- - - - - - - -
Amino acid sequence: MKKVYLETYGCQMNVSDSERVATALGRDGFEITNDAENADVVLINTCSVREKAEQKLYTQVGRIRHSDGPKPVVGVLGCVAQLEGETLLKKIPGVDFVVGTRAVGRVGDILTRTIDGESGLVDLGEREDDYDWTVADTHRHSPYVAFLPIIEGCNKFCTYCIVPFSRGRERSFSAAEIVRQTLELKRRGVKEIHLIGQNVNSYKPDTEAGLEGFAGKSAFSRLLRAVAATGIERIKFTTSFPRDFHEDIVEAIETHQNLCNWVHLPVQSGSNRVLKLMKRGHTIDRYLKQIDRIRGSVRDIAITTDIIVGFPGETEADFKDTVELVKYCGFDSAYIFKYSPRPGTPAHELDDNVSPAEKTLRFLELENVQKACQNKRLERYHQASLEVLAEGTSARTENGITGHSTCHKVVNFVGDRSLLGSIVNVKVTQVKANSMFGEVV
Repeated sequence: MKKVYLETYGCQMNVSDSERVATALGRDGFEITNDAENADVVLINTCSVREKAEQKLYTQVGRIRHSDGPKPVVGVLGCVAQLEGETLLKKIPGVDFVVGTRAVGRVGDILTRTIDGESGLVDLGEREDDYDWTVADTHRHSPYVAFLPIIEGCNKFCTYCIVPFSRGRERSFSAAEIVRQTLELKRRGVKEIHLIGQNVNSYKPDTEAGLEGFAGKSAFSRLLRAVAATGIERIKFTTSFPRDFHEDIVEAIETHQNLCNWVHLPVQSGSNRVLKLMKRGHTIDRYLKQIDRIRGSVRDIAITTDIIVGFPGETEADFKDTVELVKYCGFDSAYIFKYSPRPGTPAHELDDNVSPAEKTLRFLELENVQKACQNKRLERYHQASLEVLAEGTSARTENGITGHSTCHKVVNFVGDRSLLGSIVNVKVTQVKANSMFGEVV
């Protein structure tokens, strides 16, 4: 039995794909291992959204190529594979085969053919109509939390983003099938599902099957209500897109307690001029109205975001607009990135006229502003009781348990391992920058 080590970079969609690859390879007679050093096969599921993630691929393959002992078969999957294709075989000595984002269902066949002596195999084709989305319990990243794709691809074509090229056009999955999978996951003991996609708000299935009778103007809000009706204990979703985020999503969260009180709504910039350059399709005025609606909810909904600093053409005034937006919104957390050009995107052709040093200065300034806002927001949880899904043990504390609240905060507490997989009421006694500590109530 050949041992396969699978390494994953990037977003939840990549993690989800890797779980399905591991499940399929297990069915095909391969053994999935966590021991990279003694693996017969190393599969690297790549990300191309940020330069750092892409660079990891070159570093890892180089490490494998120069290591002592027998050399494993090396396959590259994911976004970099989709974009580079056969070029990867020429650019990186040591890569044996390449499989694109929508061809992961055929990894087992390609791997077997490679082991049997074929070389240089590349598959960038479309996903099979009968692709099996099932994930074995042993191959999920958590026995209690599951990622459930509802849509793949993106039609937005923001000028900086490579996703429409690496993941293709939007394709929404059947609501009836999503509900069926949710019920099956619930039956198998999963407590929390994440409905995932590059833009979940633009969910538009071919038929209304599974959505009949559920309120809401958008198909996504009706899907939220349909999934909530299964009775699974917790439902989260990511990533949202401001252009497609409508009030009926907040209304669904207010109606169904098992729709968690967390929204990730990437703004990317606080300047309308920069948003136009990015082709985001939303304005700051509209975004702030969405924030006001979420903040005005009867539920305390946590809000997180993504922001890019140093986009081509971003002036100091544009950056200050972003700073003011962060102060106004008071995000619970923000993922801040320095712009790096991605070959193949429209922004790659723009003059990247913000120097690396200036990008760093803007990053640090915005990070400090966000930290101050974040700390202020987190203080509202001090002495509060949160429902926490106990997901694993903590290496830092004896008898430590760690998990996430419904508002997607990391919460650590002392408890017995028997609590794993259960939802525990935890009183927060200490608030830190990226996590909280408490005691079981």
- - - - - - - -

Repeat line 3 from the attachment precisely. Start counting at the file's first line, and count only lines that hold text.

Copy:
């Protein structure tokens, strides 16, 4: 039995794909291992959204190529594979085969053919109509939390983003099938599902099957209500897109307690001029109205975001607009990135006229502003009781348990391992920058 080590970079969609690859390879007679050093096969599921993630691929393959002992078969999957294709075989000595984002269902066949002596195999084709989305319990990243794709691809074509090229056009999955999978996951003991996609708000299935009778103007809000009706204990979703985020999503969260009180709504910039350059399709005025609606909810909904600093053409005034937006919104957390050009995107052709040093200065300034806002927001949880899904043990504390609240905060507490997989009421006694500590109530 050949041992396969699978390494994953990037977003939840990549993690989800890797779980399905591991499940399929297990069915095909391969053994999935966590021991990279003694693996017969190393599969690297790549990300191309940020330069750092892409660079990891070159570093890892180089490490494998120069290591002592027998050399494993090396396959590259994911976004970099989709974009580079056969070029990867020429650019990186040591890569044996390449499989694109929508061809992961055929990894087992390609791997077997490679082991049997074929070389240089590349598959960038479309996903099979009968692709099996099932994930074995042993191959999920958590026995209690599951990622459930509802849509793949993106039609937005923001000028900086490579996703429409690496993941293709939007394709929404059947609501009836999503509900069926949710019920099956619930039956198998999963407590929390994440409905995932590059833009979940633009969910538009071919038929209304599974959505009949559920309120809401958008198909996504009706899907939220349909999934909530299964009775699974917790439902989260990511990533949202401001252009497609409508009030009926907040209304669904207010109606169904098992729709968690967390929204990730990437703004990317606080300047309308920069948003136009990015082709985001939303304005700051509209975004702030969405924030006001979420903040005005009867539920305390946590809000997180993504922001890019140093986009081509971003002036100091544009950056200050972003700073003011962060102060106004008071995000619970923000993922801040320095712009790096991605070959193949429209922004790659723009003059990247913000120097690396200036990008760093803007990053640090915005990070400090966000930290101050974040700390202020987190203080509202001090002495509060949160429902926490106990997901694993903590290496830092004896008898430590760690998990996430419904508002997607990391919460650590002392408890017995028997609590794993259960939802525990935890009183927060200490608030830190990226996590909280408490005691079981």